Elizabeth Claypoole was taking her dog to daycare when she ran into Eric Ward, one of the CEOs of AgBiome, a North Carolina biotech company where she is responsible for human resources. When the daycare receptionist asked her how they knew each other, she replied, “Well, he’s kind of my boss.” »

Ward grimaced. AgBiome has adopted the “flat” business model: committees are preferred to managers. Despite their titles, co-founders Scott Uknes and Ward are “anti-CEOs,” says Claypoole.

Some organizations and companies, like AgBiome, have adopted or tried a flat, non-hierarchical structure. Among them are Suma, both a wholesale company and a workers’ cooperative, and Valve, a video game studio. This unusual structure can be motivated by principles, political ideas or income. It involves removing levels of management and promoting democratic decision-making.

According to Saerom “Ronnie” Lee, assistant professor of management at the Wharton School at the University of Pennsylvania, flat structures work well in small businesses and start-ups. But when they expand, “it usually becomes very difficult to coordinate the work of employees,” he added.

Do flat structures work? It was “in the air” to denounce hierarchies as “wrong”, but their necessity is increasingly recognised, says André Spicer, professor of organizational behavior at Bayes Business School in London. Moreover, they are often seen reappearing in companies that rejected them (at least in theory).

In 2012, Valve’s handbook for new employees was leaked, revealing a work model that advocated autonomy and the absence of team leaders and allowed employees to move from project to the other as they please.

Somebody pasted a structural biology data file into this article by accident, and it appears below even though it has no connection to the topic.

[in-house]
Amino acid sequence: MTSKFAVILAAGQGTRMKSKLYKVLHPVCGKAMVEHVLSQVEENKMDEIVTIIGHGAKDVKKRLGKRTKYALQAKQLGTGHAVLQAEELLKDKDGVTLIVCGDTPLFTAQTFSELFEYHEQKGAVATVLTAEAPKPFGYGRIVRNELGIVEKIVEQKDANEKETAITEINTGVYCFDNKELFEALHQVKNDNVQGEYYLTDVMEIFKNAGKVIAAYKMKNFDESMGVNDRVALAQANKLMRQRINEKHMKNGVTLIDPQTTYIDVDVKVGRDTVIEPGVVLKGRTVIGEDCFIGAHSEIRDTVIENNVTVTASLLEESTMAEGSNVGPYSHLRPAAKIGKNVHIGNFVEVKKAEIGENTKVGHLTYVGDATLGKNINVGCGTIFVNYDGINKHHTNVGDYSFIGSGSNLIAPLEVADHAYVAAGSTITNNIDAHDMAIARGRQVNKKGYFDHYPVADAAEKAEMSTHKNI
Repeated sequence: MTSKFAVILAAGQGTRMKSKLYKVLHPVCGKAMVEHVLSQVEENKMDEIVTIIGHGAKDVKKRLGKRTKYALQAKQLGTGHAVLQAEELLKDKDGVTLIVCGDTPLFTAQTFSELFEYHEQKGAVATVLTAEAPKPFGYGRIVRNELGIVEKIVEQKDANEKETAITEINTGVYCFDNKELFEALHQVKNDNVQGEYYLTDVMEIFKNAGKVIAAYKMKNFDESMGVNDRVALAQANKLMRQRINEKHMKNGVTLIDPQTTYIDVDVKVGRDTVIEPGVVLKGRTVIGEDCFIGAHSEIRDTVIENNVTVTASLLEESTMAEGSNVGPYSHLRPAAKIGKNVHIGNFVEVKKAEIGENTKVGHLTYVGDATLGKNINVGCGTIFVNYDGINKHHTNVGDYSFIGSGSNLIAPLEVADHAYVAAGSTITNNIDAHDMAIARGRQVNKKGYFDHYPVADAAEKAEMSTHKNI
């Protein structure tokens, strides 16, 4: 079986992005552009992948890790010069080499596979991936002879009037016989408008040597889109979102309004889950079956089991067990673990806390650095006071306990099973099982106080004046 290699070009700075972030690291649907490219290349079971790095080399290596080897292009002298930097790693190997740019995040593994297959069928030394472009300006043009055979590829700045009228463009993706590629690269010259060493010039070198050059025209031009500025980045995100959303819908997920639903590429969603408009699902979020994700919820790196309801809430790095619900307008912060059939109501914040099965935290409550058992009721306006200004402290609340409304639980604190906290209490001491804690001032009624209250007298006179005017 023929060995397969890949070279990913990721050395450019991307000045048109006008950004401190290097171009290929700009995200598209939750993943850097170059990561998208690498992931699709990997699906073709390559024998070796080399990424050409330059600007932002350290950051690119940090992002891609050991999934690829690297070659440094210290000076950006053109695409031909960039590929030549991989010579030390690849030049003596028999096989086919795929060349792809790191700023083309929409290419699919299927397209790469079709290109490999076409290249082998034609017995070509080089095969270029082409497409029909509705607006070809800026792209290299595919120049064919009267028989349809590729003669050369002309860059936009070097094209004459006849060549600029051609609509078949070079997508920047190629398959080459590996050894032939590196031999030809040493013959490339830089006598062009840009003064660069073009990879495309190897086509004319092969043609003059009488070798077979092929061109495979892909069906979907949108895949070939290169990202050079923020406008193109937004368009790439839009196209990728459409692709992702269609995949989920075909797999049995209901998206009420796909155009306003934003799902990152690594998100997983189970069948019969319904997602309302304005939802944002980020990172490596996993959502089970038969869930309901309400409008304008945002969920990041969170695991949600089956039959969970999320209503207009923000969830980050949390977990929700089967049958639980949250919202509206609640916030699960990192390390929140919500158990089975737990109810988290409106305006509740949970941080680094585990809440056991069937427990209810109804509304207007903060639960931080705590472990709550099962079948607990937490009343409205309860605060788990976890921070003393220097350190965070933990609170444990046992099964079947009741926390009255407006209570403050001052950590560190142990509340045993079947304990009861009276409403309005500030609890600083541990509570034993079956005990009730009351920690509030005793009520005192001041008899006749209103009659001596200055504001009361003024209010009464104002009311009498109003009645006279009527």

But in 2013, ex-employee Jeri Ellsworth said in an interview that there is a powerful yet hidden management structure at Valve: “It was very reminiscent of high school. A 2022 report uploaded by People Make Games — YouTube video game investigative journalism channel — discusses issues around employee diversity and evaluation, among other things. (Neither Ellsworth nor Valve responded to interview requests.)

Clifford Oswick, professor of organizational theory at Bayes, points to the “inherent risks” of discrimination in companies with extremely flat structures. These may reflect the same prejudices as society, without there being any safeguards to avoid them. So “it’s still privileged middle-aged white men making the decisions up there,” he says.

The idea that the flat structure is particularly poorly suited to young shoots was supported in a 2021 study by Saerom Lee, of the Wharton School.

Given these challenges, some companies in 2023 believe that keeping the hierarchy at bay is less important than challenging work practices that prioritize profits over ethics. For example, Dark Matter Labs, a non-profit social organization, believes that the future of work cannot be reduced to the monetary needs of big bosses. “In a way, I think we could be described as non-hierarchical, but we don’t describe ourselves as such internally,” says Annette Dhami, who works in organization and governance at Dark Matter Labs. “If we were to talk about it, it would be called a dynamic hierarchy. »

“We recognize the existence of hierarchies,” she adds. But we don’t structure them in terms of patterns. »

Instead, they use “role cards” of employee choice that outline their responsibilities and tasks. There are also “stewards” who foresee the big picture, but do not manage teams.

Rather than do away with hierarchy altogether, companies like Dark Matter Labs are trying to use alternative structures that don’t focus on conventional employee productivity.

What about AgBiome? As it has grown, it has introduced an element of accountability into its structure, meaning someone is accountable for every area of ​​the business. AgBiome has also made other structural changes moving away from the consensus.

But the ambition to do otherwise remains. In a “normal company”, managers can make decisions quite easily; in a flat structure, “you have to listen to all these people,” Ms. Claypoole notes. “But I like to think that when you get a bunch of smart people together, that challenge, hopefully, helps you move forward.” »